Ask Dr. Barber
Q. I have been keeping up with some of the reports on the association between textured surface silicone implants and the occurrence of breast lymphoma. I have discovered that the implant type that is most associated with this disease is the implant that I have. I am so worried now and wonder if I should have my implants removed?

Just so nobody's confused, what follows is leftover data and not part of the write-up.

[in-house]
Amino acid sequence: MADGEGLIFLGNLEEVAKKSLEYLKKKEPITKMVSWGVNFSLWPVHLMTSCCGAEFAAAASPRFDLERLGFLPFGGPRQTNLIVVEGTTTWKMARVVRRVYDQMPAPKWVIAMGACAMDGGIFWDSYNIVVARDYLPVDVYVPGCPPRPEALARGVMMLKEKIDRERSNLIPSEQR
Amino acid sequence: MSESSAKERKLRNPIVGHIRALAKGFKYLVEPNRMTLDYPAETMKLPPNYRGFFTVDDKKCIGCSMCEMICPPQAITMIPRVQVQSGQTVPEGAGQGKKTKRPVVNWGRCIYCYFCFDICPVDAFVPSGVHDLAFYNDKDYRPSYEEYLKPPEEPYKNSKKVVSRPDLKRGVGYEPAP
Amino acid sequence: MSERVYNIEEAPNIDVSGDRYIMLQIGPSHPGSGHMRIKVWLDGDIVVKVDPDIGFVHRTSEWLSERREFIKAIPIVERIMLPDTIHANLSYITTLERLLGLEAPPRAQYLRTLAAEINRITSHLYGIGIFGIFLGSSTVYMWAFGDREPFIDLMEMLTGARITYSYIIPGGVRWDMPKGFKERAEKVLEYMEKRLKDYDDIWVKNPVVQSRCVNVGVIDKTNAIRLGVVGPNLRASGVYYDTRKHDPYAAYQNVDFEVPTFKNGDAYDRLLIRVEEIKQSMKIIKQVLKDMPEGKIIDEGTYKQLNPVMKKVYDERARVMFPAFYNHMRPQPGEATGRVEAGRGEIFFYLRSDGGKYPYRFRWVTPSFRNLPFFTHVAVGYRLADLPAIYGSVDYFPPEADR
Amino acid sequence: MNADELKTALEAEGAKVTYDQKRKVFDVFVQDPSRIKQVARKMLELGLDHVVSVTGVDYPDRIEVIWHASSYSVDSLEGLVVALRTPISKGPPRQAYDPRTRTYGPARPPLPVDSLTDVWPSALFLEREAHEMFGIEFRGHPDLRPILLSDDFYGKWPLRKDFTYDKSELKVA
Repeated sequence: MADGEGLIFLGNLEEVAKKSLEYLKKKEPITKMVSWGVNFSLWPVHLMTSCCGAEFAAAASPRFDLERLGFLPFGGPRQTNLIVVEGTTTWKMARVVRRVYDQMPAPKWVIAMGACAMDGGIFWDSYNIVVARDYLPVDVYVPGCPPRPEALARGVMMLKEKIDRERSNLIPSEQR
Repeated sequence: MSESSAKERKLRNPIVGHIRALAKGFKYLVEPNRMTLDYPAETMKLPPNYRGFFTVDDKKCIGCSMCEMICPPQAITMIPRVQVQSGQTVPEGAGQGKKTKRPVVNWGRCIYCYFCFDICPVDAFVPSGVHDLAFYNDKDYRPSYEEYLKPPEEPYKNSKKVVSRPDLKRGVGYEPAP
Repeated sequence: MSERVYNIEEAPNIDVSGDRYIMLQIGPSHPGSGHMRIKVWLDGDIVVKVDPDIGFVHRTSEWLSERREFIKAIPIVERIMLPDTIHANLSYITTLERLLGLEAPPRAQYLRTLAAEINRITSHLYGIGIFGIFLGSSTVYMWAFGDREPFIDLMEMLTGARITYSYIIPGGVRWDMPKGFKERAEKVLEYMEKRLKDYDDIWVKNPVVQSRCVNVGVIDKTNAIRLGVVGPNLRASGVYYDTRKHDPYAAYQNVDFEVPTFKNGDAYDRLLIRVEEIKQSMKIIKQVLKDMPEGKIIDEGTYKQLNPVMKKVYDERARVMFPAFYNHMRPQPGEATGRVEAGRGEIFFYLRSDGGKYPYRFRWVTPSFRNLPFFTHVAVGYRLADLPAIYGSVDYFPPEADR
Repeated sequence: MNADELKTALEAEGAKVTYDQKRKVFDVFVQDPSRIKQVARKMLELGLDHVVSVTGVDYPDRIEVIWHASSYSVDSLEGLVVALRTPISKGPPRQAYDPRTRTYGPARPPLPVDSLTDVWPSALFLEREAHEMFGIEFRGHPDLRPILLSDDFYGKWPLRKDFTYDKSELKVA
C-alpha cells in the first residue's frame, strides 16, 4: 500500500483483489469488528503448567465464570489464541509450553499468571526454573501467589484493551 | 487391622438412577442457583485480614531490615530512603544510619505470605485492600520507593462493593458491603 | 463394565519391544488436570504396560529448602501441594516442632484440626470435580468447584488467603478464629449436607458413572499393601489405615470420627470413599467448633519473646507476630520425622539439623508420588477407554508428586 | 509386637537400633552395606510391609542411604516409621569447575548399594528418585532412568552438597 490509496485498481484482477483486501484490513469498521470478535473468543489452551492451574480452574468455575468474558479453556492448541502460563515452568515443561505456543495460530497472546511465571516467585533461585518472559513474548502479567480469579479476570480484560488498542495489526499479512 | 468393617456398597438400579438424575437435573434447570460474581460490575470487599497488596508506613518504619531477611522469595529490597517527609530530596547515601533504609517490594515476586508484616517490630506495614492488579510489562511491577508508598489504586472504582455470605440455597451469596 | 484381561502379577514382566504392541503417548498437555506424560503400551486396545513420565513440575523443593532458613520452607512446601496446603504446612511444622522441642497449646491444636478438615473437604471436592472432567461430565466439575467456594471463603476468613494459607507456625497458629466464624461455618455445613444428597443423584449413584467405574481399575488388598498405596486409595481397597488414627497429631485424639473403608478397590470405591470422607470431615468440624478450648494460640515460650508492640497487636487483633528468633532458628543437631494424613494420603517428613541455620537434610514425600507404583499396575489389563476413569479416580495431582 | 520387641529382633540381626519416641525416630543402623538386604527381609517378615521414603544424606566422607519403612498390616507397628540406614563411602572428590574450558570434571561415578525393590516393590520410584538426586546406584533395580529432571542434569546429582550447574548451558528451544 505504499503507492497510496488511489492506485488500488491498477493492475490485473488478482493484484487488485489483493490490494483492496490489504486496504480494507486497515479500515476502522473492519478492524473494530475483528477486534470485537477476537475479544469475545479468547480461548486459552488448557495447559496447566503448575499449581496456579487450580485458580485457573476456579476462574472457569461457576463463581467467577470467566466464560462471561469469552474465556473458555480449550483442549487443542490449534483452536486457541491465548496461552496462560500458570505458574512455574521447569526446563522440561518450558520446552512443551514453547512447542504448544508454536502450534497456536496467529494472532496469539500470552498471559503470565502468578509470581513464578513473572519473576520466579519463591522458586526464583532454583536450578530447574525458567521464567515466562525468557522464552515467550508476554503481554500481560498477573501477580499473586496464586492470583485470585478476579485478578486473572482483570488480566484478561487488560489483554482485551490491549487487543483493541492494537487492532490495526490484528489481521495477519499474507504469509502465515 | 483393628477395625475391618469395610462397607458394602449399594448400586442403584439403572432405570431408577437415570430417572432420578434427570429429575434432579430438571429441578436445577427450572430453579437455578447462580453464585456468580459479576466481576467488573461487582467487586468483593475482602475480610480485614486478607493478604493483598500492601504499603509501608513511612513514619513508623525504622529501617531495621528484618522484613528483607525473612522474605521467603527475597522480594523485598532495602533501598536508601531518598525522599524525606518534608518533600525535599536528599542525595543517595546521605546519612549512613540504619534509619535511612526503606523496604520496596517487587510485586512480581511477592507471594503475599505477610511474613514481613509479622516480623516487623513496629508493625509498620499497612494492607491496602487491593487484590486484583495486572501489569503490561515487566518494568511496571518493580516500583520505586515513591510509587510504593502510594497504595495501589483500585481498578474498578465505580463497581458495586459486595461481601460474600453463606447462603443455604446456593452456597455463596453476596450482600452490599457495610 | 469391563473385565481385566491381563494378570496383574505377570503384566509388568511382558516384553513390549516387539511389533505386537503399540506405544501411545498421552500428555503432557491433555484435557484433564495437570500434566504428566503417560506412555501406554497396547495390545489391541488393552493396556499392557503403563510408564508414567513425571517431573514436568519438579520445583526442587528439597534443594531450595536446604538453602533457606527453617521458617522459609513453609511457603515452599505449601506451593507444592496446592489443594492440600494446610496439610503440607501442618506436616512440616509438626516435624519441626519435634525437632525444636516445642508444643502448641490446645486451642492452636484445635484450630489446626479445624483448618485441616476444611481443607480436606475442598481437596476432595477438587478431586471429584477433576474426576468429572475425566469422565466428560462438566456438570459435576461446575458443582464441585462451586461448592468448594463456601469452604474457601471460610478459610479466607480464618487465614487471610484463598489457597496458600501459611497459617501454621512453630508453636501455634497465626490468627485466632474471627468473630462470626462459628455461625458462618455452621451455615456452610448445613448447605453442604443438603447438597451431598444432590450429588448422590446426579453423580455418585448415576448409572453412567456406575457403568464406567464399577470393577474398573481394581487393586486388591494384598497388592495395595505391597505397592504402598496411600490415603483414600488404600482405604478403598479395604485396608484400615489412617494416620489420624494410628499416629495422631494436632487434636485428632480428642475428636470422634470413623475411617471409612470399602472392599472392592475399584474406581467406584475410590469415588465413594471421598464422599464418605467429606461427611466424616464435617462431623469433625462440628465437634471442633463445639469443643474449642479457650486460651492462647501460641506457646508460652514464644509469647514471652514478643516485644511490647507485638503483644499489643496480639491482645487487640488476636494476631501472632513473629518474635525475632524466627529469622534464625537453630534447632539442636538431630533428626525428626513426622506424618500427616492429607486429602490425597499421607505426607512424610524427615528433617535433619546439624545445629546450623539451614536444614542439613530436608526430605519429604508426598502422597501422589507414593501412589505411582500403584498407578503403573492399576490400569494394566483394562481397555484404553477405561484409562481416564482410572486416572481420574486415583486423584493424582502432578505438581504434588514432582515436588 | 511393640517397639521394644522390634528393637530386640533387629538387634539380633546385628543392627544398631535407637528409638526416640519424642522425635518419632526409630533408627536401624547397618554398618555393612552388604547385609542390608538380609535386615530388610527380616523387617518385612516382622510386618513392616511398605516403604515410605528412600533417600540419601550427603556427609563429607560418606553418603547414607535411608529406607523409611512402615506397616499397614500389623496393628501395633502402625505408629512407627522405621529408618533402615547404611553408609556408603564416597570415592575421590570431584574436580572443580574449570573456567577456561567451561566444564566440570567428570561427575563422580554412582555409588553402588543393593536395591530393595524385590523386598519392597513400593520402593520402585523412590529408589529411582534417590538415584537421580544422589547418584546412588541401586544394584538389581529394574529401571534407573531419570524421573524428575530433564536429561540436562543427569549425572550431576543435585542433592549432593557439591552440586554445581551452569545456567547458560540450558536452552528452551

A. That is a very good question, and I will say at the outset that there is not 100% agreement as to what to do for women in your situation. What you are referring to is a relatively newly recognized disease called breast implant associated anaplastic large cell lymphoma (BIA-ALCL). This disease is a malignancy that originates in the breast of women who have textured implants. It is a malignancy of the T-cell lymphocytes; therefore, it is a lymphoma not a breast cancer. Most of the implants that are associated with this disease are silicone gel implants and all the cases are textured implants. Most of the implants that are associated with BIA-ALCL are manufactured by one company, although the disease has been found in women with textured implants manufactured by other companies as well. The disease typically appears on average about 8 years after placement of the implant but can present earlier or much later. The primary symptom of this condition is unexplained swelling of the breast. For women who experience unexpected swelling, an evaluation should be performed to document whether the swelling is due to fluid around the implant. If there is a significant amount of fluid, it should be aspirated (sampled) and tested for the disease. The lifetime risk of developing this disease in women with textured implants ranges between 1:1,000 to 1:30,000. The reason this range is so wide is that different studies have demonstrated different rates of occurrence. There have now been 186 cases reported in the United States. Unfortunately, there have been 5 deaths from BIA-ALCL in the United States. The treatment for the disease is removal of the implant and the capsule (scar tissue) surrounding implant. The disease is considered curable when the correct treatment is carried out. As for your question about proactively removing your implants, the FDA says that it is not necessary based on the low risk of the disease. My opinion is that if you are worried about the possibility of BIA-ALCL occurring and the implant that you have is the one that is most associated with this disease, then it is reasonable to consider changing or altogether removing your implants. I would urge you to see a board certified plastic surgeon to discuss your concerns.